-Brian

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              • #8
                Pretty Neat

                Just wanted to drop a line and say there are some definite good folks up here. Some of you guys on this forum really want the best for people and are more than willing to help new guys out. It's what it's all about, and I appreciate being part of it. I look forward to meeting and hunting with some of you in the future.
                Marc Theiler

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                • #9
                  Hunting on the Cheap

                  My partners and I take game every year, some really respectable animals too, all from the road system. Don't let the stories scare you. You'll have a great time up here. You can spend as little or as much as you want.
                  www.provingtrailadventures.com

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                  • #10
                    actually he CAN hunt up here and pay a reduced price. Still has to pay the full hunting lisc but only HALF the tag fees. And he can hunt on base with no tag at all (YTA Moose!) That is of course unless things have changed.

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                    • #11
                      i don't kniw about military, But out of staters can also get a small game tag that covers grouse ptarmigan bunnies ect for only $20 bucks. There should be plenty of hunting oppertunities within an hours drive of wherever you are stationed.
                      justin
                      Justin

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                      • #12
                        The friends in question have since moved, so I don't feel too bad about revealing their road system secret. They studied the maps and ID'ed areas with no access by boat or plane. Foot only. Then they packed slim camps on their mountain bikes and headed out to reach areas to far for casual walk-in hunters. The bikes let them cover incredible distances, while providing lots of help for hauling the weight of a camp and game even on stretches they had to walk the bikes rather than ride. Bear, moose, even caribou. They did it all while spending almost nothing.

                        And if you knew them well enough they would eventually tell the story of trying to ride downhill with a whole moose split between the saddlebags on their two bikes. Yikes!!!!! They survived and so did the bikes, but learned quickly that bike brakes are not intended to slow over 500 pounds.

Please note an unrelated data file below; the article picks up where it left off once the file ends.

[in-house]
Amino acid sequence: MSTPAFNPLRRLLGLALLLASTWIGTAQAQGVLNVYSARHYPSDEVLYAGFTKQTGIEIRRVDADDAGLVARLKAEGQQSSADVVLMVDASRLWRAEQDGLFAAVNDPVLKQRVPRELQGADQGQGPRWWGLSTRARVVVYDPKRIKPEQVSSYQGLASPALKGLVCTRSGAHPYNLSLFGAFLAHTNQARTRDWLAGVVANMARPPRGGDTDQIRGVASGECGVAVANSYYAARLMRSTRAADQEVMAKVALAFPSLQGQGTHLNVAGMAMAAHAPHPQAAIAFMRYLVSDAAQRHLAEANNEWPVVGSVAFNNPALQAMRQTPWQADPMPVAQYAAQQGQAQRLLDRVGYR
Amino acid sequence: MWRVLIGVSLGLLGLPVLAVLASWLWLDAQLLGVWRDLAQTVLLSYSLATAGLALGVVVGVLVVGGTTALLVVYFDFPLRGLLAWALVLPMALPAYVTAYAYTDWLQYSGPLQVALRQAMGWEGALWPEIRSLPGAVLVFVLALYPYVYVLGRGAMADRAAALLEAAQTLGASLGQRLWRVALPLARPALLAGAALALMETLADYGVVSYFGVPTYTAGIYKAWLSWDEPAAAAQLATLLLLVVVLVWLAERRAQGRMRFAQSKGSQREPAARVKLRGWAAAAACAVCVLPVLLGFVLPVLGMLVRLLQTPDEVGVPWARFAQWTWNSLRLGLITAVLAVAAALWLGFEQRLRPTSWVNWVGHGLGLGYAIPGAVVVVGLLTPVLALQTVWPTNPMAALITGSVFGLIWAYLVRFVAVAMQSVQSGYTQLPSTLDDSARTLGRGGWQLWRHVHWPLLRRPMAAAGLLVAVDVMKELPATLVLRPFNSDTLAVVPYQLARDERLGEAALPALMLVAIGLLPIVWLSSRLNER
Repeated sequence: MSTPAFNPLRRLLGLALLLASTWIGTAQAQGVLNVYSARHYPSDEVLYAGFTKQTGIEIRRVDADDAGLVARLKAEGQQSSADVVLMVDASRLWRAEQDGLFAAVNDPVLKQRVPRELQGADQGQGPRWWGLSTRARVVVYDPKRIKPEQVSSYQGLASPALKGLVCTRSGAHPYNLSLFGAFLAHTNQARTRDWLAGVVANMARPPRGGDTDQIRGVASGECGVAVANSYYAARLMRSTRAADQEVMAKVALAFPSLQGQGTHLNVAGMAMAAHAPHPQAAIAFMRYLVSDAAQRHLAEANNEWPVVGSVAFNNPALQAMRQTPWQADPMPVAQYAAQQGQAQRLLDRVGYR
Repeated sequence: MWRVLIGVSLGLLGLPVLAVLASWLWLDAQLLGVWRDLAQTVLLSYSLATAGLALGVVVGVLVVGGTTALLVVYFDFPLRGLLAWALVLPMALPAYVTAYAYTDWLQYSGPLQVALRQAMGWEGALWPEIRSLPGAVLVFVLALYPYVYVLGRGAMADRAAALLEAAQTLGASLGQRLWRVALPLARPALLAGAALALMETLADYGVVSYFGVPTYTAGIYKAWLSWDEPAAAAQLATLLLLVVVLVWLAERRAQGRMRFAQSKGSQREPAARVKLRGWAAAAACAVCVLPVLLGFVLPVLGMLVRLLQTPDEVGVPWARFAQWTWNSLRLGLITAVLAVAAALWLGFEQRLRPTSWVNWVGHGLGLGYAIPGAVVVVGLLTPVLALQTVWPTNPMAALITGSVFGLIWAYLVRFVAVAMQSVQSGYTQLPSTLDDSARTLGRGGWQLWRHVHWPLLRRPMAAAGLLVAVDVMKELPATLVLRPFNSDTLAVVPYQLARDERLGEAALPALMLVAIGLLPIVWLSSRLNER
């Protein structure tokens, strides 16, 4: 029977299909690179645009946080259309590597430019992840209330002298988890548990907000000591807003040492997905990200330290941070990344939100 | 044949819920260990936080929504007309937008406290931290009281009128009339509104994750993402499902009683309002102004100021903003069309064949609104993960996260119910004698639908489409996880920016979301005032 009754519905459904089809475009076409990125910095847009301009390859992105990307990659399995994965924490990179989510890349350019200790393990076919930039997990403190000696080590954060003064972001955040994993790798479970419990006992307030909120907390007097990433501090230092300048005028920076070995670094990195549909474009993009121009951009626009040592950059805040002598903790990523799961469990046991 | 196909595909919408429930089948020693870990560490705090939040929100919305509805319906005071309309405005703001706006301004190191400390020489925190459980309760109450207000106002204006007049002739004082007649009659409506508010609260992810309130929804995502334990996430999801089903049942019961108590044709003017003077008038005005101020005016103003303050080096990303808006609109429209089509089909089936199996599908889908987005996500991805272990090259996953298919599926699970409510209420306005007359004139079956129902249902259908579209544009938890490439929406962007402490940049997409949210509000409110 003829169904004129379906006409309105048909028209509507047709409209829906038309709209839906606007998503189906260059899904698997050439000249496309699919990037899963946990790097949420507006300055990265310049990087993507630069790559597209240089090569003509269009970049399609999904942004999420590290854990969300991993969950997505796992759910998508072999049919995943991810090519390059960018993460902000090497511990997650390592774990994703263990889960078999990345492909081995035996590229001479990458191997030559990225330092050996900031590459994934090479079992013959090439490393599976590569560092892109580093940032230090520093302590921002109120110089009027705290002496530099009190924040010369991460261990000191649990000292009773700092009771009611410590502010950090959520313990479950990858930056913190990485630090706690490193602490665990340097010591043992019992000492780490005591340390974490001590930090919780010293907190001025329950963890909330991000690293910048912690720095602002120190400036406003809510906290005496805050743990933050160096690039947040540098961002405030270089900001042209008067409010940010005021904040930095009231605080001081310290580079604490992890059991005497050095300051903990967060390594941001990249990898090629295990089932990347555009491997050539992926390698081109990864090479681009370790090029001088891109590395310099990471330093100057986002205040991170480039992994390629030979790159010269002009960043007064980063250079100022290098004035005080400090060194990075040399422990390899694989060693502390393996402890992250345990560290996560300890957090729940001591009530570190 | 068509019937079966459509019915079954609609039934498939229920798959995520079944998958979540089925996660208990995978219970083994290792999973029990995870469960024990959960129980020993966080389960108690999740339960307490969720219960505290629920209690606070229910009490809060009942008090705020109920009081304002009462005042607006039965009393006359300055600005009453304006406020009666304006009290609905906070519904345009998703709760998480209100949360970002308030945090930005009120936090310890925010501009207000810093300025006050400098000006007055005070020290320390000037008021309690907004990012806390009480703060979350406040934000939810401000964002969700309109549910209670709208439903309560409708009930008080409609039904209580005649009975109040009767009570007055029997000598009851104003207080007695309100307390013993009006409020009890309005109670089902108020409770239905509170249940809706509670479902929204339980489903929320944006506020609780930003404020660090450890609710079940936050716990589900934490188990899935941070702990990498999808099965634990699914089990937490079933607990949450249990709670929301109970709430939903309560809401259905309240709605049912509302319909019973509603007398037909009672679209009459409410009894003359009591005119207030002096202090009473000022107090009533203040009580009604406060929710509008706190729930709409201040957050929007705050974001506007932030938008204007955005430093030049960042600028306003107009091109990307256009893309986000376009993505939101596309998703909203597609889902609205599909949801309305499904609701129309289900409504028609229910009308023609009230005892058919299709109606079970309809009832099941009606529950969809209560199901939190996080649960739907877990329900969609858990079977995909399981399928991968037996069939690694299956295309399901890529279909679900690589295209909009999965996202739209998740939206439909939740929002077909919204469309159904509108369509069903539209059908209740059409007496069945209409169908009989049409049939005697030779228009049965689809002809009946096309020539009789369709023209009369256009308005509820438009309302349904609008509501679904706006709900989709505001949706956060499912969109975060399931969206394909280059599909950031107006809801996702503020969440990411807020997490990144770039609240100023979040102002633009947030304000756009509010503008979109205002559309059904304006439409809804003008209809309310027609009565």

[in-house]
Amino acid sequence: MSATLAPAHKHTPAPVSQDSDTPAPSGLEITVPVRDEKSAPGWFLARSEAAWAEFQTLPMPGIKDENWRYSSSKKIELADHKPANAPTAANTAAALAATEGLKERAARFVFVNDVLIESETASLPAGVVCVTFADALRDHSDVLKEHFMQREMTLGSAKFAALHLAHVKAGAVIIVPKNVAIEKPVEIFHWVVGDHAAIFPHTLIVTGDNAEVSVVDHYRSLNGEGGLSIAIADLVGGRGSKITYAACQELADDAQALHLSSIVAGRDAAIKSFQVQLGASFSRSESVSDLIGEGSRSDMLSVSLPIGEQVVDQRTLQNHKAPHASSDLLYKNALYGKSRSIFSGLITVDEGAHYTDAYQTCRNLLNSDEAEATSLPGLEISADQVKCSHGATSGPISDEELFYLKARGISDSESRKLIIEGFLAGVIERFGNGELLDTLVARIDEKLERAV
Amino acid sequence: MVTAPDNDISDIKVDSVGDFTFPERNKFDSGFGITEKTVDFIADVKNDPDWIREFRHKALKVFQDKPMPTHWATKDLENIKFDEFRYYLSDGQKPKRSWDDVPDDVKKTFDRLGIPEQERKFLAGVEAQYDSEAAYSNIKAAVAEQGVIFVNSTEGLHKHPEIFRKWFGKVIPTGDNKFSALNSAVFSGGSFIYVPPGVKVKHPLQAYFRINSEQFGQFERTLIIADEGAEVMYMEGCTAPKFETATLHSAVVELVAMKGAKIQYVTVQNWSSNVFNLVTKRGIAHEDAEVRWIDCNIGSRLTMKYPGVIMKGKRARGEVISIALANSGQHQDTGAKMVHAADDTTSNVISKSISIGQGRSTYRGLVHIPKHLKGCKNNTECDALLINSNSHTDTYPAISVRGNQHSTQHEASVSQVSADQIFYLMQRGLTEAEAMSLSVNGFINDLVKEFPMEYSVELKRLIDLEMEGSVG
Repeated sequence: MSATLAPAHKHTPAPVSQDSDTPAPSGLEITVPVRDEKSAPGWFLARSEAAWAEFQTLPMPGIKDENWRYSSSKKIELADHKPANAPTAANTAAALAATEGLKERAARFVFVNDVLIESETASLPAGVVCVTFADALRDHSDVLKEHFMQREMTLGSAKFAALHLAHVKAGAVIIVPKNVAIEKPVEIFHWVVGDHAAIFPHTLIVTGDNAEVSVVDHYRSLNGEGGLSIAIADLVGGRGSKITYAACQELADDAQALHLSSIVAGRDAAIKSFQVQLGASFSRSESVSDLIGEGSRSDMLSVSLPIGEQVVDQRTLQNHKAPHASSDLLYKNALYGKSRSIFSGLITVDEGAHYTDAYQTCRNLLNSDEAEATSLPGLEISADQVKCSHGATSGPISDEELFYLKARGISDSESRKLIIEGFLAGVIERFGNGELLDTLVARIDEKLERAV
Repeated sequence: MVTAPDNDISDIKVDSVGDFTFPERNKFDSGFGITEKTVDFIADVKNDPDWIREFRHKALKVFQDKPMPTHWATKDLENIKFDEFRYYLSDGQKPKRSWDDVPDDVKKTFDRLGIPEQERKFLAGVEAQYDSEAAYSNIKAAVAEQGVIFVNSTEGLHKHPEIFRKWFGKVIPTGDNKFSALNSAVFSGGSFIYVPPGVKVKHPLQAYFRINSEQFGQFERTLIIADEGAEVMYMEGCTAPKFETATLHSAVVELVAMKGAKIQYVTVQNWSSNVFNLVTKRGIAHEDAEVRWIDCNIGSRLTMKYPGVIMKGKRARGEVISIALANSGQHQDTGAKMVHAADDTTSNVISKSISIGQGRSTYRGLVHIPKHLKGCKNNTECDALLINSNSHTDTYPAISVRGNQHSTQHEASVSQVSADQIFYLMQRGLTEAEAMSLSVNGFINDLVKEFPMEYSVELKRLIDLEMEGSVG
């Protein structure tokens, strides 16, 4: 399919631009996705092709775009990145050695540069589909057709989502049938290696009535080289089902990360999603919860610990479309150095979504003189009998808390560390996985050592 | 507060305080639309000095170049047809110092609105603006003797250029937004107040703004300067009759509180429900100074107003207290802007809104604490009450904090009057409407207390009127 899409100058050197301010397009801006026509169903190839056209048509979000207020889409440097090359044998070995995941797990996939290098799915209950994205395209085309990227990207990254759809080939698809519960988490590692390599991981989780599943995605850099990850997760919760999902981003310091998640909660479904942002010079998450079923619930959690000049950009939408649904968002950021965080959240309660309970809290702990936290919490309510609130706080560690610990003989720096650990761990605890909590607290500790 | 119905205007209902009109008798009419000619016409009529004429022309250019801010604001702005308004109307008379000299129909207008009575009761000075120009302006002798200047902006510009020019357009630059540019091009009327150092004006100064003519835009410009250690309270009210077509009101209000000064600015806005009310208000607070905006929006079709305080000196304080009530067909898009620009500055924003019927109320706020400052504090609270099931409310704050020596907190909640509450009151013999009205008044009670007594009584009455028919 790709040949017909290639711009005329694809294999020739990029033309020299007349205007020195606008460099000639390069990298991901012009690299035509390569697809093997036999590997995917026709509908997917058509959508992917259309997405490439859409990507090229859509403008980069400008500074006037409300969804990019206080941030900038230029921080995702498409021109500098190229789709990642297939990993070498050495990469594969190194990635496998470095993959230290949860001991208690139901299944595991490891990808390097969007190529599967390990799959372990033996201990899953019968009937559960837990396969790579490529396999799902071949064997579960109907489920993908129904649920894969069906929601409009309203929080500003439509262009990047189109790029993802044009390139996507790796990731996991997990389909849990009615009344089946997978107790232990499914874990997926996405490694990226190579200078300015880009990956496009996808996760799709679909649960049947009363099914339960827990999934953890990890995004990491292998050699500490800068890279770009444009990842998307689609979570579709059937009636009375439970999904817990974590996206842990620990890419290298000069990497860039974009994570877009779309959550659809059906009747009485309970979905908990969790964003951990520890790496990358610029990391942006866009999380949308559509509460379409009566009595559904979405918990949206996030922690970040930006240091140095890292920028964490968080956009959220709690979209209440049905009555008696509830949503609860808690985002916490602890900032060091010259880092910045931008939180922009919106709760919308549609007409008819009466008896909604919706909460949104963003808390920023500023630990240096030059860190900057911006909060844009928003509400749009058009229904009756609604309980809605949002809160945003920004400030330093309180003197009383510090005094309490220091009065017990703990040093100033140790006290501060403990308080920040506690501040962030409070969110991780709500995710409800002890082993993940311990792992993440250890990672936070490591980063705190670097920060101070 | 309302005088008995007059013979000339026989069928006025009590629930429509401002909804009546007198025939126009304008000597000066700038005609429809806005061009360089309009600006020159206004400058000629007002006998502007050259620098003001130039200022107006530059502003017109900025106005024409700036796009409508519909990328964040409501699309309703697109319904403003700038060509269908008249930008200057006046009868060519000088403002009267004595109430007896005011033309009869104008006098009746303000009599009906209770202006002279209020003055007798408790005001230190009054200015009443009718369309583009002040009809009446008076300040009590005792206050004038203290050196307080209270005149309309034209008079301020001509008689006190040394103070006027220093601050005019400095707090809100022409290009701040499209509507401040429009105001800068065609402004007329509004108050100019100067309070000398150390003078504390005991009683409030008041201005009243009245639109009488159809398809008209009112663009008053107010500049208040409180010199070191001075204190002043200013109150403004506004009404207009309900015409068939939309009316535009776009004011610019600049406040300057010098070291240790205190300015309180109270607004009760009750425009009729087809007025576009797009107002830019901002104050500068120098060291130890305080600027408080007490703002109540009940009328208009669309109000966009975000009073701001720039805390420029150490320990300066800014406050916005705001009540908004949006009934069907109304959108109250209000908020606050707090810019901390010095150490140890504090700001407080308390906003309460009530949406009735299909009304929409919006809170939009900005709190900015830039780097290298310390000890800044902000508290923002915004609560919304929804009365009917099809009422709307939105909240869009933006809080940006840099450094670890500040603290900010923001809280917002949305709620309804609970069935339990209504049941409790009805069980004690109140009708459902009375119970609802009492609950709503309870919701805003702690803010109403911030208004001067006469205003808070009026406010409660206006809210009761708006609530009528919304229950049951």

Rule #1: WALK the heavy loads downhill!
                        "Lay in the weeds and wait, and when you get your chance to say something, say something good."
                        Merle Haggard

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                        • #13
                          Another Novice over here!

                          First off digdug, thanks for serving our country and welcome. For the rest of you fellas, remember that tomorrow is Veterans Day, please thank a vet.

                          I currently reside in Michigan, but my fiance and I will be moving to Fairbanks August 2007. I am a huntin/fishin fool and plan to fulfill some lifelong dreams in a short amount of time. I am all about the hunt and the fixins on the table when I get home. I'd be happy to do some scouting with you or for you when I get up there...can't gaurentee it'd be worth much more than a cup of coffee by the campfire when it came to fillin the freezer, but we could give it a shot!

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                          • #14
                            Originally posted by Fullcurl View Post
                            My partners and I take game every year, some really respectable animals too, all from the road system. Don't let the stories scare you. You'll have a great time up here. You can spend as little or as much as you want.
                            As with this statement I think you get the idea. However I don't know what your budget allows but something not mentioned yet is that a four wheeler can be a very useful tool to get you away from the road. You don't have to buy a new one or one with a huge motor to get the job done. Yes there are alot of people here that have them as well and there are alot of trails that get used. You can still get to some really good places to hunt if you do some homework that don't have tons of people to compete with. A wheeler can also plow the snow, get you to fishing holes or simply provide for a good trail ride in the off seasons.

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                            • #15
                              Digdug

                              OK, use the first year as a scouting & a get out and enjoy AK year...
                              The state is soo big it will overwhelm you, I may suggest that you concentrate on one maybe two animals the first year. Put in time, scouting and walking/hiking the trails from the road or boat. Since you are Military, they have boats, ATV's, snowmachines, campers and just about everything you could imagine for rent on the base. The good thing is they are cheap! I work with a guy whom rents from the base all the time and it is amazing. It may not cost as much as you think utilizing their rentals. Also use this forum! it is very helpful because someone has been there and done that in the forums. Learn from their mistakes
                              Good Luck